NEW DELHI - A countrywide lockdown which lasted for more than two months from its imposition on March 25 has been merciless on millions of India's migrant workers. But it is amid the despair that Mr Duleswar Tandi found his voice - and the elusive fame he had coveted.
The 27-year-old Tandi returned home to Odisha's Borda village ahead of the lockdown, giving up his job as a table cleaner at a restaurant in Raipur, the capital of the neighbouring state of Chhattisgarh. He would earn around 4,000 rupees (S$75) per month, besides food and lodging.
Back home, Mr Tandi soon became angry and dejected at the turn of events that forced the poor like him to give up their livelihoods and fend for themselves. With little to do in his village, the chemistry graduate directed his disillusionment and anger into writing a hip hop song.
His searing lyrics excoriated India's widening income inequality as well as the indifference to the plight of the poor. Mr Tandi uploaded a video of himself performing his song on his Facebook page on April 21 and went to bed with little idea about what was to ensue.
His phone did not stop buzzing the next morning. "I got so many calls from friends telling me my song had gone viral," he told The Straits Times.
Mr Tandi had toyed with his passion for hip hop for several years but failed to hit the right note. That opportunity finally arrived with the focus in his music on the bitter experience of the lockdown that he shared with other itinerant workers, who have now embraced his songs as their anthems.
His rising stardom soon drew the attention of Odisha TV, a local television channel, which reached out to him for a feature. "I got really scared wondering what it was that had made them call me," he added in jest. Footage of a subsequent programme profiling Mr Tandi and his music on Odisha TV's Facebook page has accumulated more than a million views since it was posted on June 14.
Wider national fame followed this month when the People's Archive of Rural India, a website dedicated to news and features from India's hinterland, tweeted a video of him singing his most popular song. "Government, answer this, answer this... Why is the pregnant woman returning; Walking thousands of kilometres; Step by step, barefoot; With a baby in her womb?" he sings, his arms flailing and his eyes lined prominently with kohl.
His videos are shot on his Xiaomi smartphone and have a certain rawness that reinforces his rebellious subaltern voice.The backdrop of the rough-walled hut lit by bare bulbs is humble and one can often see sunlight peeking through the gaps in the mud-tiled and bamboo roof. Mr Tandi lives in Kalahandi district, one of India's most impoverished.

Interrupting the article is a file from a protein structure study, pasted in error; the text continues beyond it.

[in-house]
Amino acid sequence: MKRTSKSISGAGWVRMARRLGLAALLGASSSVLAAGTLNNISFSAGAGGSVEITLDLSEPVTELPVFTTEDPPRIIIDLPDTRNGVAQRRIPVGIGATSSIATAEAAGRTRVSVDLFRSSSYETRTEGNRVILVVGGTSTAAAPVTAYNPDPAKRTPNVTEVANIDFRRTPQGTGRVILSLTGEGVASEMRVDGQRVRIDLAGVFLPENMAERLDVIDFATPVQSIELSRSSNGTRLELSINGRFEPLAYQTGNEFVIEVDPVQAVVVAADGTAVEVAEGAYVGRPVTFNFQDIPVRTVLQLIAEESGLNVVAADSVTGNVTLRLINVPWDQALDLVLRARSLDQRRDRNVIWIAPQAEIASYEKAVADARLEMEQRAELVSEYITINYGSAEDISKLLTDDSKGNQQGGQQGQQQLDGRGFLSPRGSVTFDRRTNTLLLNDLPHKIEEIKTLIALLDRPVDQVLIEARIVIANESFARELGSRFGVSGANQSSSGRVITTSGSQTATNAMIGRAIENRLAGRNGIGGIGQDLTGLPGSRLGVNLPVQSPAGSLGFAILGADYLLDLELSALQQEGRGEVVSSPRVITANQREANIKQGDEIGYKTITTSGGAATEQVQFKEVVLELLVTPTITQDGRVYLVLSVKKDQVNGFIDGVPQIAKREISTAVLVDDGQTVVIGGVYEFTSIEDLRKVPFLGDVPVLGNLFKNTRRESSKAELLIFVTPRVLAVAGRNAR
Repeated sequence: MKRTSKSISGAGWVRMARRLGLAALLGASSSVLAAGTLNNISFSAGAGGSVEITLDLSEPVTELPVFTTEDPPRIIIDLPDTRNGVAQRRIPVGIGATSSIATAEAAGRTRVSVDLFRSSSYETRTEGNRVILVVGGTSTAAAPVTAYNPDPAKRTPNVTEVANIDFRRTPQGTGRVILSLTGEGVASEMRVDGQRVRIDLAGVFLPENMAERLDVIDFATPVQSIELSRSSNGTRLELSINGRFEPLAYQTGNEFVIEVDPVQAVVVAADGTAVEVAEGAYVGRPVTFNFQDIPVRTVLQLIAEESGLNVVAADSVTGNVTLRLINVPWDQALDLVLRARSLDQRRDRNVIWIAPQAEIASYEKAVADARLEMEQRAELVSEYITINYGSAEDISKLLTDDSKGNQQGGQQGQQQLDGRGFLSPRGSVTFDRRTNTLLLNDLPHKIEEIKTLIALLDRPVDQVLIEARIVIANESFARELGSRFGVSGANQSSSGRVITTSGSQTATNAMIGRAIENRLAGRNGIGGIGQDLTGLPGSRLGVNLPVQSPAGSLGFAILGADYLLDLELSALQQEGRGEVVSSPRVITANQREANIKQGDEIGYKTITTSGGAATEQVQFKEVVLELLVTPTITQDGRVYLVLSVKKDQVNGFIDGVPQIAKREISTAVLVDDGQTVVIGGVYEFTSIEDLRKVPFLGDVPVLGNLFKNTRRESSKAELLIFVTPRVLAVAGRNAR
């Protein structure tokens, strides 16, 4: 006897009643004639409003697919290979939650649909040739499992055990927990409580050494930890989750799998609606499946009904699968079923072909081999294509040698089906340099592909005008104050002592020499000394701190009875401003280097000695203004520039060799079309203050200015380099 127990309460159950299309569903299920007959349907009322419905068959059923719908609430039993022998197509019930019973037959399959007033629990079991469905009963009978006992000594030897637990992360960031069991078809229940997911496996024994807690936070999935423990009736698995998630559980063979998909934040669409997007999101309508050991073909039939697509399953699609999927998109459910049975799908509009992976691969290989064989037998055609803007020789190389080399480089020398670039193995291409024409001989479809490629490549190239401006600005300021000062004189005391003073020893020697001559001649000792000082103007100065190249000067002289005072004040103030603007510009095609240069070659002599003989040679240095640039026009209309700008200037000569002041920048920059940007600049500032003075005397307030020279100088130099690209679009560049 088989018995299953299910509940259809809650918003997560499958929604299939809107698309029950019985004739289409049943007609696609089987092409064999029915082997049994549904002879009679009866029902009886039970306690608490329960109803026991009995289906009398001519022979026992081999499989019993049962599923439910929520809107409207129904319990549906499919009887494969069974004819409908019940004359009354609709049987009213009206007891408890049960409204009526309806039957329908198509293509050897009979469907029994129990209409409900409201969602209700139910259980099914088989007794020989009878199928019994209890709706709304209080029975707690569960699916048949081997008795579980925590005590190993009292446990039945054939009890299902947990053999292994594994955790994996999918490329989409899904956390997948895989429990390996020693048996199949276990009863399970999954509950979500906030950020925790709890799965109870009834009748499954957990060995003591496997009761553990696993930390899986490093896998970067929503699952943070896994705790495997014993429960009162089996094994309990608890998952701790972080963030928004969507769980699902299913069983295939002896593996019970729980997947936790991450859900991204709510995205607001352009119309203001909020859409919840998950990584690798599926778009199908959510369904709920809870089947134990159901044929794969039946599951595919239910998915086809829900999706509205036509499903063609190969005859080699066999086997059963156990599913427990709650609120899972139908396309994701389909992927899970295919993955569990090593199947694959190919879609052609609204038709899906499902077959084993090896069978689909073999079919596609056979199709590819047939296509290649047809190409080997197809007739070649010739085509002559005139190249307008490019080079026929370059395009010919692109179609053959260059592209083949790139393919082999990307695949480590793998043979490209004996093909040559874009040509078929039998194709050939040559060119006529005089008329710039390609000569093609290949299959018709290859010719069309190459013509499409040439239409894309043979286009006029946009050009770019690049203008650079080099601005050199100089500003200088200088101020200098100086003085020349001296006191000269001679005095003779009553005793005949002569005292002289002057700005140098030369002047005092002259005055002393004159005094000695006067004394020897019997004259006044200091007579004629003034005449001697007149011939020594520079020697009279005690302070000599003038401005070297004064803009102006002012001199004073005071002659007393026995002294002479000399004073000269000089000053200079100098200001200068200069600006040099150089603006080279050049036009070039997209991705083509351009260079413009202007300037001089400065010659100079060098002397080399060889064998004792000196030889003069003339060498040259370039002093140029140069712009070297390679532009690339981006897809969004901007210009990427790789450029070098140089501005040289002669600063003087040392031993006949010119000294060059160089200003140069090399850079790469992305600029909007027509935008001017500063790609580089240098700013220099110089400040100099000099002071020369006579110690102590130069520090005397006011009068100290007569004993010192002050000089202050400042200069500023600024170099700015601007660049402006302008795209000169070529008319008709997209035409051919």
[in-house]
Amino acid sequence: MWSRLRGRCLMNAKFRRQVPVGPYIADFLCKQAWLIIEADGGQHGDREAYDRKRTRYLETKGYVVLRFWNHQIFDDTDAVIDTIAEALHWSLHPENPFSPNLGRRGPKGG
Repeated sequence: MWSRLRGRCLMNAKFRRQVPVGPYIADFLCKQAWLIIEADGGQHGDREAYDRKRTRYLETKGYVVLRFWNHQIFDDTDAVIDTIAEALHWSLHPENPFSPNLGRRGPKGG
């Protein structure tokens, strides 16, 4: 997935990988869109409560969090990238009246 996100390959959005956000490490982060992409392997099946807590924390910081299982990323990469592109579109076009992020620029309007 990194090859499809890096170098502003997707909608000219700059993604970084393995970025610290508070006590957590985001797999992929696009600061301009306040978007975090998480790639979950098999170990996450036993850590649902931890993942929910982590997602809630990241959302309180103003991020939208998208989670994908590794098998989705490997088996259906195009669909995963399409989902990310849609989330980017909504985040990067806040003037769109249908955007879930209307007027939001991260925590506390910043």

His songs, available on his YouTube channel Rapper Dule Rocker, are sung mostly in Kalahandia and Hindi. They have become especially popular with youngsters looking for outlets to vent their anger provoked by issues that he writes about, such as corruption or discrimination against the poor and weak.
Mr Tandi, a Dalit, one of the most marginalised Hindu caste groups, says there should be no inequality on the basis of caste, gender, religion or class. "Whenever and wherever I see such injustice, I will raise my voice. Today is an age when we talk about living together. This is what hip hop says and this is why I chose hip hop," he told ST.
Messages wishing him greater success have reached him from across the country, including from some in Bollywood such as composer Vishal Dadlani, who promised on Twitter to help him record and launch his music. "Check this fire out," Mr Dadlani tweeted on July 9, tagging some of his industry colleagues.
His music has even earned him plaudits from abroad. "There are names of countries I can't even pronounce. Yesterday, a lady from the US sent me 5,000 rupees into my account," Mr Tandi said. "Earlier, people would give me no attention, consider me mad but now I get love from everywhere."
He lives with his 53-year-old mother, Pramila, a firewood collector who receives a monthly widow pension of 500 rupees. His father, Nilamani Tandi, a farmer and local police station personnel, died in 2016, after a prolonged illness that forced his son to move away in search of work.
He continues to spurn offers from local recording companies that are now after him to record romantic songs, a genre he has tried to stay away from as much as possible. "If I say yes, I can own a car and a bungalow in a matter of a few days. They will pay me so much money," Mr Tandi said.
"Music for me," he added, "is a way to improve society."
Things could change in a few months with the professional recording and release of his songs, thanks to, he said, support from other established singers that he idolises. One of them is Mumbai-based rapper DIVINE, his key source of inspiration.
It is one of his hits that Mr Tandi has set as his connecting tone on the phone. "I don't have a song of mine available yet (on the phone network)," he joked. Given his meteoric rise, the day when one of his songs will be available for callers to listen to while telephoning others may not be far away.